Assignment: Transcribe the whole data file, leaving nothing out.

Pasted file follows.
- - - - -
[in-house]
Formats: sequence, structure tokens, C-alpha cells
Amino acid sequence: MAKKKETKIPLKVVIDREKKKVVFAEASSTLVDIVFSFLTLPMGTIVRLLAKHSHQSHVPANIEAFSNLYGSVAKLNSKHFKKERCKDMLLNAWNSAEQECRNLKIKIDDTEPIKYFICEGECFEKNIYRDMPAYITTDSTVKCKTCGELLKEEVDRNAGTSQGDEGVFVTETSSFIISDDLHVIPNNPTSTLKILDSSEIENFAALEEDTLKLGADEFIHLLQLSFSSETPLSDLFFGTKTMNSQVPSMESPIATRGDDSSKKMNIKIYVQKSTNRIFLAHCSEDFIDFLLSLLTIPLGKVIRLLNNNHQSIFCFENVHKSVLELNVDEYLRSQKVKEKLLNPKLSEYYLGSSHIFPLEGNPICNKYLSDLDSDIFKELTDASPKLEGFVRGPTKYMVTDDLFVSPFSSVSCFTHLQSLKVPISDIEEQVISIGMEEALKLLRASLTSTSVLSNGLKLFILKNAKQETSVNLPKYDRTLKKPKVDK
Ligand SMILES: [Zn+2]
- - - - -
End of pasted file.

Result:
[in-house]
Formats: sequence, structure tokens, C-alpha cells
Amino acid sequence: MAKKKETKIPLKVVIDREKKKVVFAEASSTLVDIVFSFLTLPMGTIVRLLAKHSHQSHVPANIEAFSNLYGSVAKLNSKHFKKERCKDMLLNAWNSAEQECRNLKIKIDDTEPIKYFICEGECFEKNIYRDMPAYITTDSTVKCKTCGELLKEEVDRNAGTSQGDEGVFVTETSSFIISDDLHVIPNNPTSTLKILDSSEIENFAALEEDTLKLGADEFIHLLQLSFSSETPLSDLFFGTKTMNSQVPSMESPIATRGDDSSKKMNIKIYVQKSTNRIFLAHCSEDFIDFLLSLLTIPLGKVIRLLNNNHQSIFCFENVHKSVLELNVDEYLRSQKVKEKLLNPKLSEYYLGSSHIFPLEGNPICNKYLSDLDSDIFKELTDASPKLEGFVRGPTKYMVTDDLFVSPFSSVSCFTHLQSLKVPISDIEEQVISIGMEEALKLLRASLTSTSVLSNGLKLFILKNAKQETSVNLPKYDRTLKKPKVDK
Ligand SMILES: [Zn+2]